In this way, search range focusing section 5 focuses the search range by expressing the detected area with a rectangle and outputting the coordinates of the vertices as the area information.

Then, the operations of object recognition section 6 for recognizing the position and type of the object in the image (further, estimating the distance to the object if possible) will be explained.

Object recognition section 6 estimates the exact position, etc. of the object in the search range focused by search range focusing section 5 and sends the result as the positional information to distance calculation section 7.

There are several techniques for identifying the position, etc. of the object in the image. For example, a method of judging the similarity to data about an already registered model provides detection with high accuracy, allows speedy processing, and is therefore preferable.

This method uses a pattern recognition technology and there are various kinds of object recognition techniques using pattern matching.

For example, the object recognition techniques using pattern matching include methods such as a method of extracting features of image data of individual models themselves and making a comparison between these features, a method of roughly dividing models into classes instead of using individual models, extracting features class by class and making a comparison between these features or a method of making a comparison between image data items themselves without extracting features.

The method of making a comparison between features class by class will be explained using FIG. 2 and FIG. 3 below.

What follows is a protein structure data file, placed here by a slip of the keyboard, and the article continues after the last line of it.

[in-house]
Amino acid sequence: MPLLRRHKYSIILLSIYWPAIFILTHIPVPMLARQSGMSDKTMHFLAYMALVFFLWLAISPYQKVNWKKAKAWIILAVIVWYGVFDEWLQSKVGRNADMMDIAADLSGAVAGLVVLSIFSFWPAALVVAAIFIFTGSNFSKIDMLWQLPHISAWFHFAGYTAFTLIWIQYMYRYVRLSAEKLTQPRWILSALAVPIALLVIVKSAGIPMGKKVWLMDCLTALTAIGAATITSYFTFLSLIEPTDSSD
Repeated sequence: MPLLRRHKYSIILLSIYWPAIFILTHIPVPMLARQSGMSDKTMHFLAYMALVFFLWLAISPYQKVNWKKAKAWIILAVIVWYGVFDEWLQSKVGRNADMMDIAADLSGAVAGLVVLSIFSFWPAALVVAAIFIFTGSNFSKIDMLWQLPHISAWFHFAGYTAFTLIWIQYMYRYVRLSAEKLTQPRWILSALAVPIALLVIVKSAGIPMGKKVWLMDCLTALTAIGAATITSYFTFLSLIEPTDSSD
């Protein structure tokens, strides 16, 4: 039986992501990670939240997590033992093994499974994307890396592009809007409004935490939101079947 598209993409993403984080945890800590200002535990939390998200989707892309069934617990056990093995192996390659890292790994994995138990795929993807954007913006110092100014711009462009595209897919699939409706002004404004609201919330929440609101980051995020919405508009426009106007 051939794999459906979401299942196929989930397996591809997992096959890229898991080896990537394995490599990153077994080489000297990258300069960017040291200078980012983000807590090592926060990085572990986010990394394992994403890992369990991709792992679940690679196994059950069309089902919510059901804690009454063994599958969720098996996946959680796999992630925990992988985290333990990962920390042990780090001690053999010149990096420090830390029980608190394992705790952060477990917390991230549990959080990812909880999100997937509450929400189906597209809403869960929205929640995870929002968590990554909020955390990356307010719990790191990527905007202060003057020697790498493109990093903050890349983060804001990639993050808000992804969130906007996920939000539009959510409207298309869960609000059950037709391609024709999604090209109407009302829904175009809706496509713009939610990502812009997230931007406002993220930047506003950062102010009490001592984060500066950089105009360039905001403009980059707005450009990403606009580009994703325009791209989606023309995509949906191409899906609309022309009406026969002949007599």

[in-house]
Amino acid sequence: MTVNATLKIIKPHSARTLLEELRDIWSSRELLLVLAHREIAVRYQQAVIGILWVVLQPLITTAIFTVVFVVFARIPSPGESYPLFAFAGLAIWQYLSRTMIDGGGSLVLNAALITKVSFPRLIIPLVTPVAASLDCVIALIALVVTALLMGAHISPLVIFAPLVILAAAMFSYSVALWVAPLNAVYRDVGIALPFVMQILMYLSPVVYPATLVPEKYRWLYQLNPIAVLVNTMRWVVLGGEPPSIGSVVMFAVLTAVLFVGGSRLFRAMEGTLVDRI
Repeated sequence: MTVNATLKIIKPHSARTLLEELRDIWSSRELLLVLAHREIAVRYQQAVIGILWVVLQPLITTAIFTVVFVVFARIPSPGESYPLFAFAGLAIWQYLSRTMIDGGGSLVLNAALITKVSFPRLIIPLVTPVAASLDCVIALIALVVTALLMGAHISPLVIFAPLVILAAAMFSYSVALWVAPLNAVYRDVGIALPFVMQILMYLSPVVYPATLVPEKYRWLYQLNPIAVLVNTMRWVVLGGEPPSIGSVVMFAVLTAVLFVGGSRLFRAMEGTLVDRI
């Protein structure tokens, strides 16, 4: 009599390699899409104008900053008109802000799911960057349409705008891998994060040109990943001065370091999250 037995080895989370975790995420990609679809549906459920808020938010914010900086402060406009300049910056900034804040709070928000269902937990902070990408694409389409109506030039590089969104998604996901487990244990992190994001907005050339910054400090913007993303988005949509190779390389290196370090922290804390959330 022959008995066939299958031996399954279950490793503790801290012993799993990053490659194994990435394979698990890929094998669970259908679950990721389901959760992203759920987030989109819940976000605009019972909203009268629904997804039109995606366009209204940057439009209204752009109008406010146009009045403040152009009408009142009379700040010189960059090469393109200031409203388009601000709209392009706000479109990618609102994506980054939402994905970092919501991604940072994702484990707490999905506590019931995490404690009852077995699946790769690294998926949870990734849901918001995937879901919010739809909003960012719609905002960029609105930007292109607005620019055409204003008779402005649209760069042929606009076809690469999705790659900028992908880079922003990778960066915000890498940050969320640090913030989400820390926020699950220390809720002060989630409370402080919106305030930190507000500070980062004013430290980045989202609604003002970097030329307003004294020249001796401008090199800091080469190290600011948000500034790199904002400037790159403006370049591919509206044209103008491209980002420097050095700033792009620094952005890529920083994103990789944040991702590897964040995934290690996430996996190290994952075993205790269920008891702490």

FIG. 2 is a block diagram showing a specific configuration of object recognition section 6 in FIG. 1. In the figure, reference numeral 9 denotes a section used to construct learning database 49 through advance learning (learning tool). In learning tool 9, elements used in a learning process are shown with dotted line and elements used for actual object recognition processing are shown with solid line.

Learning integrated information database 50 included in learning tool 9 divides vehicle models into classes (e.g., sedan, truck, bus) and stores image data of each class as learning integrated information.

Furthermore, feature extraction matrix calculation section 48 calculates variance, etc. about image data of each class, calculates and retains a feature extraction matrix to extract a vector expressing features of the image data that belongs to the class.

The feature extraction matrix has the following functions. That is, when image data belonging to a specific class and image data belonging to other classes are multiplied by a feature extraction matrix to extract features of a specific class, numerical data (feature vector) having similar features is obtained for all image data belonging to the specific class and completely different numerical data (feature vector) is obtained for image data of other classes.

That is, multiplying the image data by a feature extraction matrix of a predetermined class results in organized numerical data with common features stressed for the image data belonging to a same class, but results in completely different numerical data for the image data belonging to a different class.

Feature extraction matrix calculation section 48 obtains and retains such a feature extraction matrix through calculations.

The feature extraction matrix obtained is, for example, multiplied on a typical value (e.g., average value) of the image data of a class and a feature vector (vector showing the result of multiplication of the feature extraction matrix) for each class is acquired.

A feature vector is calculated for each camera. The feature vector corresponding to camera 1 a is stored in database 8 a. The feature vector corresponding to camera 1 b is stored in database 8 b. In the same way, the feature vector corresponding to camera 1 c is stored in database 8 c.

The arrows with dotted line in FIG. 2 show the procedure in the learning stage.

In such a state, image data within the search range is supplied from data input section 40 in FIG. 2.

Information creation section 41 creates a one-dimensional vector by arraigning brightness values (density information) of pixels making up the image in the sequence of pixels. Information integration section 42 simply connects the information created.